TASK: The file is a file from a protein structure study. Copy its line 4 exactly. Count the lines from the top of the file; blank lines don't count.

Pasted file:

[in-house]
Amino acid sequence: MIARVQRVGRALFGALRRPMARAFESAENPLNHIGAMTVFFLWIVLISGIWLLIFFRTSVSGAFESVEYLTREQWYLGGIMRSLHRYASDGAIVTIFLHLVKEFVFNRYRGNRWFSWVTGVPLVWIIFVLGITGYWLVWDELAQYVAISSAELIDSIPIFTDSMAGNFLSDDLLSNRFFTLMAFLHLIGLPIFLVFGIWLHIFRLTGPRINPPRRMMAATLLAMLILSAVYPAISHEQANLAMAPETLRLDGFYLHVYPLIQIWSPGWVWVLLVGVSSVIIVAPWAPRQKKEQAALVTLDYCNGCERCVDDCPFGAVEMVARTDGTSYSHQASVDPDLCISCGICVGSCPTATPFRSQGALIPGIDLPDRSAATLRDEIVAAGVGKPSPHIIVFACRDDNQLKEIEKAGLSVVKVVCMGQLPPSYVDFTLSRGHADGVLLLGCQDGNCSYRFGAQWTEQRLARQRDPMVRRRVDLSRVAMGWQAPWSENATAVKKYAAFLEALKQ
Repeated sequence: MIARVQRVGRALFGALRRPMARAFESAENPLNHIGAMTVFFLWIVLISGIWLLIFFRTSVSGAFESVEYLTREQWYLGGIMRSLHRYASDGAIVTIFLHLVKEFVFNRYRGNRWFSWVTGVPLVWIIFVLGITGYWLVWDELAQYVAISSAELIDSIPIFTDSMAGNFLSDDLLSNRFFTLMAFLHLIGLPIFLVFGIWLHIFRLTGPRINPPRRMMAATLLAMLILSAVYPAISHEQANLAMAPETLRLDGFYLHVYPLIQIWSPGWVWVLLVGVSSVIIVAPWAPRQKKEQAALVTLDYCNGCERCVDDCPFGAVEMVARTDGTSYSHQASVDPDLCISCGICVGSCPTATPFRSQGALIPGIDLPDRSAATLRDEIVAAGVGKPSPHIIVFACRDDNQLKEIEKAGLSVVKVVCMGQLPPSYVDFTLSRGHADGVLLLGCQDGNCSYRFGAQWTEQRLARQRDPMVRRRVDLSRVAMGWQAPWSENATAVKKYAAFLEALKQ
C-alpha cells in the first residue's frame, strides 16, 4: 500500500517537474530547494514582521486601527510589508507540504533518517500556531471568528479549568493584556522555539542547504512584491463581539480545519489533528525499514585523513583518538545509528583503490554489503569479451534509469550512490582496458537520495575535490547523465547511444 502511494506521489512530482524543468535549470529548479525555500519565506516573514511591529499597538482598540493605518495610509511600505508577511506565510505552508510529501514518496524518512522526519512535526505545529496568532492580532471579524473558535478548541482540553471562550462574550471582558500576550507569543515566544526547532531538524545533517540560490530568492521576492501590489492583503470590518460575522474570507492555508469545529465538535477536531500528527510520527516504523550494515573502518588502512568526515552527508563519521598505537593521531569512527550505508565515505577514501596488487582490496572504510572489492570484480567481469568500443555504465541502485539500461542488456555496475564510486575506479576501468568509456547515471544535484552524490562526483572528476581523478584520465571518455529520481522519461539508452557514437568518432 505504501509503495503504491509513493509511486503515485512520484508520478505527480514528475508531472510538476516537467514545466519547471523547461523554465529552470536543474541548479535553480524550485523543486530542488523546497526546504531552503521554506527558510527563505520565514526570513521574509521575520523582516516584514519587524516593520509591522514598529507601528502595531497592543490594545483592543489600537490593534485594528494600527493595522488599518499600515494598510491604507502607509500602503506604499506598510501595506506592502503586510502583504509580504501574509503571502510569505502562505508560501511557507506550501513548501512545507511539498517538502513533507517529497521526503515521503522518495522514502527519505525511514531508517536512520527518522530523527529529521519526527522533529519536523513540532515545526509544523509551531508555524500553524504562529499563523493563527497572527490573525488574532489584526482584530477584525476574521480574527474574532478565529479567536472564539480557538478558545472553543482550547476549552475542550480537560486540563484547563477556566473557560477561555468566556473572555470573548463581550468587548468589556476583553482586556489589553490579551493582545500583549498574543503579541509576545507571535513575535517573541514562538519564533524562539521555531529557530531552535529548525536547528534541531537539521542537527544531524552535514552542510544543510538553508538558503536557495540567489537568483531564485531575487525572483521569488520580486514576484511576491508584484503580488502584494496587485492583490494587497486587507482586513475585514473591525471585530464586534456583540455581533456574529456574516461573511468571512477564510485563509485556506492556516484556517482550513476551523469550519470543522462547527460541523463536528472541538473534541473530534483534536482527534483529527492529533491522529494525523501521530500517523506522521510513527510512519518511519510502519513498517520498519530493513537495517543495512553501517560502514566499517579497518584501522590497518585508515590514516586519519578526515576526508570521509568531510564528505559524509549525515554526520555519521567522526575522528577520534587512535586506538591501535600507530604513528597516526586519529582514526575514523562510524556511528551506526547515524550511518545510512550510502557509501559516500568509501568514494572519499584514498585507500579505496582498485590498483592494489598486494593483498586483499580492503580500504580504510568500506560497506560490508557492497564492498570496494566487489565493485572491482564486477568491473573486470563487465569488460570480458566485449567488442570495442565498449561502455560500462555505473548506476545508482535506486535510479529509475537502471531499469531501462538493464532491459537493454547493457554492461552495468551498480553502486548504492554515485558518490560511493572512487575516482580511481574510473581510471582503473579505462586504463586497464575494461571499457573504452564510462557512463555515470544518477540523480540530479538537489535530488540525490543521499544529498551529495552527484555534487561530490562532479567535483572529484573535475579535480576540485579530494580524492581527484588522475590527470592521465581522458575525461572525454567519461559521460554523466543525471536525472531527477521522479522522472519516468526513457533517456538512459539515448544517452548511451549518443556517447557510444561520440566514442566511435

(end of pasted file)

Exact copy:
C-alpha cells in the first residue's frame, strides 16, 4: 500500500517537474530547494514582521486601527510589508507540504533518517500556531471568528479549568493584556522555539542547504512584491463581539480545519489533528525499514585523513583518538545509528583503490554489503569479451534509469550512490582496458537520495575535490547523465547511444 502511494506521489512530482524543468535549470529548479525555500519565506516573514511591529499597538482598540493605518495610509511600505508577511506565510505552508510529501514518496524518512522526519512535526505545529496568532492580532471579524473558535478548541482540553471562550462574550471582558500576550507569543515566544526547532531538524545533517540560490530568492521576492501590489492583503470590518460575522474570507492555508469545529465538535477536531500528527510520527516504523550494515573502518588502512568526515552527508563519521598505537593521531569512527550505508565515505577514501596488487582490496572504510572489492570484480567481469568500443555504465541502485539500461542488456555496475564510486575506479576501468568509456547515471544535484552524490562526483572528476581523478584520465571518455529520481522519461539508452557514437568518432 505504501509503495503504491509513493509511486503515485512520484508520478505527480514528475508531472510538476516537467514545466519547471523547461523554465529552470536543474541548479535553480524550485523543486530542488523546497526546504531552503521554506527558510527563505520565514526570513521574509521575520523582516516584514519587524516593520509591522514598529507601528502595531497592543490594545483592543489600537490593534485594528494600527493595522488599518499600515494598510491604507502607509500602503506604499506598510501595506506592502503586510502583504509580504501574509503571502510569505502562505508560501511557507506550501513548501512545507511539498517538502513533507517529497521526503515521503522518495522514502527519505525511514531508517536512520527518522530523527529529521519526527522533529519536523513540532515545526509544523509551531508555524500553524504562529499563523493563527497572527490573525488574532489584526482584530477584525476574521480574527474574532478565529479567536472564539480557538478558545472553543482550547476549552475542550480537560486540563484547563477556566473557560477561555468566556473572555470573548463581550468587548468589556476583553482586556489589553490579551493582545500583549498574543503579541509576545507571535513575535517573541514562538519564533524562539521555531529557530531552535529548525536547528534541531537539521542537527544531524552535514552542510544543510538553508538558503536557495540567489537568483531564485531575487525572483521569488520580486514576484511576491508584484503580488502584494496587485492583490494587497486587507482586513475585514473591525471585530464586534456583540455581533456574529456574516461573511468571512477564510485563509485556506492556516484556517482550513476551523469550519470543522462547527460541523463536528472541538473534541473530534483534536482527534483529527492529533491522529494525523501521530500517523506522521510513527510512519518511519510502519513498517520498519530493513537495517543495512553501517560502514566499517579497518584501522590497518585508515590514516586519519578526515576526508570521509568531510564528505559524509549525515554526520555519521567522526575522528577520534587512535586506538591501535600507530604513528597516526586519529582514526575514523562510524556511528551506526547515524550511518545510512550510502557509501559516500568509501568514494572519499584514498585507500579505496582498485590498483592494489598486494593483498586483499580492503580500504580504510568500506560497506560490508557492497564492498570496494566487489565493485572491482564486477568491473573486470563487465569488460570480458566485449567488442570495442565498449561502455560500462555505473548506476545508482535506486535510479529509475537502471531499469531501462538493464532491459537493454547493457554492461552495468551498480553502486548504492554515485558518490560511493572512487575516482580511481574510473581510471582503473579505462586504463586497464575494461571499457573504452564510462557512463555515470544518477540523480540530479538537489535530488540525490543521499544529498551529495552527484555534487561530490562532479567535483572529484573535475579535480576540485579530494580524492581527484588522475590527470592521465581522458575525461572525454567519461559521460554523466543525471536525472531527477521522479522522472519516468526513457533517456538512459539515448544517452548511451549518443556517447557510444561520440566514442566511435